TMDLs and the protection of waterways

Date Posted: 12/19/2022

Total Maximum Daily Loads (TMDLs) are action plans to restore clean water. They are a calculation of the maximum amount of a pollutant allowed to enter a waterbody so that the waterbody will meet and continue to meet water quality standards for that pollutant. Section 303(d) of the Clean Water Act (CWA) requires that states identify waterways that do not meet water quality standards and the pollutants that damage them.

A TMDL equation adds together the sum of point sources, the sum of nonpoint sources and background, and the margin of safety (MOS). The MOS accounts for uncertainty in predicting how well pollutant reductions will meet water quality standards.

Once a state submits TMDLs, the Environmental Protection Agency (EPA) reviews and approves or disapproves. After the TMDL is approved by EPA, TMDL point source allocations are usually implemented through National Pollutant Discharge Elimination System permits under CWA section 402. 

Over the last few decades, EPA scientists and collaborators measured increases in salt concentration in nine bodies of water around urban areas. Results found that increasing freshwater salinization is a wide-spread problem in the United States and worldwide.

Even though freshwater has natural salts, too much salt can harm aquatic life. Human activities can contribute to the increase, including:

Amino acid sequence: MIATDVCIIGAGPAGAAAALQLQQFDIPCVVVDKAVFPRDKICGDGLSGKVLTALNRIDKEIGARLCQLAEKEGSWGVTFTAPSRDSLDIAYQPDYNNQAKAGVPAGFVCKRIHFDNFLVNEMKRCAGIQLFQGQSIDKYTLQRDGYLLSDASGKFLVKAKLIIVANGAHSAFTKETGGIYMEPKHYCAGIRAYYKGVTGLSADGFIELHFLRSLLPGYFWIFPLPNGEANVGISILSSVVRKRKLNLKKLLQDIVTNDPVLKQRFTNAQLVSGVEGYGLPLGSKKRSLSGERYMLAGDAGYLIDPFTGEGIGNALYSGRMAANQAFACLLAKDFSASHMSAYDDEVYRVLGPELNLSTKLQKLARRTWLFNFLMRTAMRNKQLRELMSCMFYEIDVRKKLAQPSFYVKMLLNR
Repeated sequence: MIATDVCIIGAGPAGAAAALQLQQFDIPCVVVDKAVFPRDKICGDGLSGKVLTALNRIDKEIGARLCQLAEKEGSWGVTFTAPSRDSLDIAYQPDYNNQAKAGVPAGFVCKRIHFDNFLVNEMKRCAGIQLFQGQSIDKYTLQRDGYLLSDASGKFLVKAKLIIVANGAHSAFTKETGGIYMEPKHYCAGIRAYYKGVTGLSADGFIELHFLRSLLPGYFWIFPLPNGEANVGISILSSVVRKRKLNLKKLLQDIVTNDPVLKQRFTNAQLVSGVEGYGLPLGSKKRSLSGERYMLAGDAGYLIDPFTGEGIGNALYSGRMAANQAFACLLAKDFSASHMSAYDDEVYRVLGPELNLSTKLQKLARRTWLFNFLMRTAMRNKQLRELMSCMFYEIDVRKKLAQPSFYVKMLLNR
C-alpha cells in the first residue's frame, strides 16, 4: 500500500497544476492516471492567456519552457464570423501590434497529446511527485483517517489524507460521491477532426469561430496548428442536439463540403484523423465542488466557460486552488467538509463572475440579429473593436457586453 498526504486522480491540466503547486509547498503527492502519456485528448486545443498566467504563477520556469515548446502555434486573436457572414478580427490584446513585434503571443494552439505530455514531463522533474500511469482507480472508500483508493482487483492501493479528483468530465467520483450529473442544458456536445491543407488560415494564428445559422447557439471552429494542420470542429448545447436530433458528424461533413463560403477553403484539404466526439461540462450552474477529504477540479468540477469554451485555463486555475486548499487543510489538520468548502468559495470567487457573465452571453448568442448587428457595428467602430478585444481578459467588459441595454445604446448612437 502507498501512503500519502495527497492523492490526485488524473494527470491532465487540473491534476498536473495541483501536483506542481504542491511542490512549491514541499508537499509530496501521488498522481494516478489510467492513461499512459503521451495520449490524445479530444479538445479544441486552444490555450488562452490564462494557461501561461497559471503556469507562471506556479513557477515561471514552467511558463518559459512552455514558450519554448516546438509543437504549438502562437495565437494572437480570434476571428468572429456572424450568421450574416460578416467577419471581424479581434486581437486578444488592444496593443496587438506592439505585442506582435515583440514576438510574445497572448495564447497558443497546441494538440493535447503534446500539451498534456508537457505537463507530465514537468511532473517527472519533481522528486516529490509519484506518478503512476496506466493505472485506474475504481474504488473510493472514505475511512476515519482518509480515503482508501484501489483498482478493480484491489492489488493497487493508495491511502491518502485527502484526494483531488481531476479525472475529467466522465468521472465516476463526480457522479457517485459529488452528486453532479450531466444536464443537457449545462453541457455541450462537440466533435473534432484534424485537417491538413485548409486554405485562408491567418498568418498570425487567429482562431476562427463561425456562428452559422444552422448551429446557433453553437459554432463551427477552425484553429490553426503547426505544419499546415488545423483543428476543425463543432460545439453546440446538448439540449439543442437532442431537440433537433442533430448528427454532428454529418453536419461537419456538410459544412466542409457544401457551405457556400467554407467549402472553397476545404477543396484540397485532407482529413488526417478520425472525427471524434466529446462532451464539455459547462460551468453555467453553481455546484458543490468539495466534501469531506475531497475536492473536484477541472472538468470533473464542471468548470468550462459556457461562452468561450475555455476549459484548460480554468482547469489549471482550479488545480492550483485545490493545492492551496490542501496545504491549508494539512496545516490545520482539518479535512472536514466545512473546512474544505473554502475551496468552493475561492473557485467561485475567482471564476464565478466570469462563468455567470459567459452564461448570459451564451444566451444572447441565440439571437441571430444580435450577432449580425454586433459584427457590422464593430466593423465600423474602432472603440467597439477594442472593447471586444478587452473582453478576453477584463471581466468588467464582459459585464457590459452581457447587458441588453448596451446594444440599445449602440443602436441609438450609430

• Road salt application,
  • Water softening,
  • Mining and oil production, and
  • Other commercial and industrial processes.

EPA outlined strategies to address this issue, one of which ties back into TMDLS. Chloride is one of the many types of salts that contribute to this freshwater salt increase. States are encouraged to develop TMDLs for chloride. Some already are, since they recognize the complications related to the salt. If more states opted to develop TMDLs for chloride, there may be noticeable improvements in freshwater salinization nationwide. Some other strategies to tackle increasing salt concentrations in freshwater include:

  • Process changes with agricultural sources to keep salts out of waterways to begin with; and
  • Regular training for vehicle operators on the best ways to apply salt to roadways efficiently.

How Safety Management Suite Can Help

Staying in compliance with federal environmental regulations is challenging, especially when new variables are being introduced. The J. J. Keller® SAFETY MANAGEMENT SUITE offers ezExplanations to help summarize water permitting requirements and further explain Total Maximum Daily Loads. The service also offers the ability to ask TMDL-related questions through the Expert Help tool. The Subject Matter Experts who support the SAFETY MANAGEMENT SUITE will provide a response within one business day.

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